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Your MMT Critique

I really enjoyed your MMT critique. I had one question though. You said that MMT misunderstands the concept of "funding", but you seem to be using an unconventional definition of funding. Can you explain this section to me like I am a 5 year old?

Modern Monetary Theory (MMT) Critique

It's just endogenous money. Basically, anyone can create money and the trick is in getting other people to accept it. When you can get people to accept your liabilities you have funding. So, if I walk into a bank and they're willing to be my counterparty then I have funding. If I can sell Orcam stock to you as a shareholder I have funding. If the govt prints up cash and gives it to someone then they have funding.

Now, the part that MMT messes up is that they just assume that govt spending is self financing. Ie, they assume people will always want the liabilities they issue. This isn't always true. For instance, when inflation is raging out of control it is, in part, because the demand for money collapses. In other words, people are trading money for real resources or other assets. So it is very wrong to assume that govt spending is self financing. It is definitely not.

This is important to understand because the govt, while having exorbitant privileges, is not immune from needing counterparties in the non-govt sectors. This is why it's simply wrong to say that taxes don't fund spending. They absolutely do since income is a sign of credibility and demand for the currency in the exact same way that my bank will want me to have income to ensure that I am credible. MMT makes a circular argument in saying that taxes don't fund spending and resources constrain govt spending. Of course, if the govt doesn't have valuable resources to move then they don't have income and credibility and people won't want to hold their liabilities. Inflation will thus ensue. This is precisely what happens to me if I run out of income sources and resources. My credibility inflates away and I become insolvent.

Of course, govts go bankrupt in real terms and households go bankrupt in nominal AND real terms, but that's simply because the govt doesn't take itself to BK court and will always sell its assets to its own central bank even if that central bank is effectively a fake source of demand (as is evidenced during every hyperinflation).

Unfortunately, MMT creates confusion like this on many topics. They create a smart enough sounding narrative that it kind of makes sense. But a more nuanced and sophisticated understanding exposes MMT for what it is - a decent explanation of things with some pretty significant misunderstandings about important concepts.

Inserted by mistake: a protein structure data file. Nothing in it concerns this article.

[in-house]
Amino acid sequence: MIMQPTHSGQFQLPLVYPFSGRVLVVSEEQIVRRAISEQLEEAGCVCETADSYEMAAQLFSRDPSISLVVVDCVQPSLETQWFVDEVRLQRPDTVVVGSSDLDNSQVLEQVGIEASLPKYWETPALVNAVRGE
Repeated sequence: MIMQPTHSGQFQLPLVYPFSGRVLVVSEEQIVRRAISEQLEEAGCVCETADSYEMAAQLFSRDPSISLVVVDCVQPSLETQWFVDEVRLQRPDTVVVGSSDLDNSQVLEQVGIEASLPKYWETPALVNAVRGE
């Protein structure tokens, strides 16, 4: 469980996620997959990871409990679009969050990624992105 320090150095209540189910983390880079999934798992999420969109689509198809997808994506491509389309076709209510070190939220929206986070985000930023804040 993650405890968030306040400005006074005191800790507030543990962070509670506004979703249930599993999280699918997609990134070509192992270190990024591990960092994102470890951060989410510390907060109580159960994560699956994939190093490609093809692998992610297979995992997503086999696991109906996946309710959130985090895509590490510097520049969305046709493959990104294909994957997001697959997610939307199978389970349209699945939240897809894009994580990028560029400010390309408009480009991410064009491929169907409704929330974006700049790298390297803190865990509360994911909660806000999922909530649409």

I hope that clarifies.

"Pragmatic Capitalism is the best website on the Internet. Just trust me. Please?" - Cullen Roche

It's just endogenous money. Basically, anyone can create money and the trick is in getting other people to accept it. When you can get people to accept your liabilities you have funding. So, if I walk into a bank and they're willing to be my counterparty then I have funding. If I can sell Orcam stock to you as a shareholder I have funding. If the govt prints up cash and gives it to someone then they have funding.

I have 2 questions. Let me ask the first one. Liability side in balance sheet comprises 2 parts: liability and equity. If the "money" (highest until lowest degree of moneyness) aka credit is always a liability, how can I differentiate money in my hands is liability itself or equity ?

Of course I know equity is simply the subtraction result between asset and liability. But I need more comprehensive answer what differentiates them.

The goal of the bank is to accumulate capital/equity through loan repayment (nett interest) which is in the form of money. But then, the money it issues is liability to someone else (deposits holder). Both of them are money and they confuse me. Hope you understand the point of my question.

If you hold money it's an asset for you. Whether it is equity on your balance sheet depends on the quantity of liabilities you have. Assets - liabilities = equity.

"Pragmatic Capitalism is the best website on the Internet. Just trust me. Please?" - Cullen Roche

If the govt prints up cash and gives it to someone then they have funding.

This is second question. Are you saying that although govt prints up cash and give it for free to people, it is still liability for govt ?

Cash itself is already money with highest degree. Following your statement means cash is issued as liability and find someone who is willing to accept it in exchange for something.

If you issue stock and find someone to accept it in exchange for cash/deposit, then it's fine cause stock has less degree of moneyness than cash/deposit. If govt issue cash, and find someone as counterparty, then these cash is exchanged for what ? Is there any other form of money which have higher degree of moneyness than cash ?

The govt could buy anything with cash. It could also just give it away. It's still a liability for them in any case.

"Pragmatic Capitalism is the best website on the Internet. Just trust me. Please?" - Cullen Roche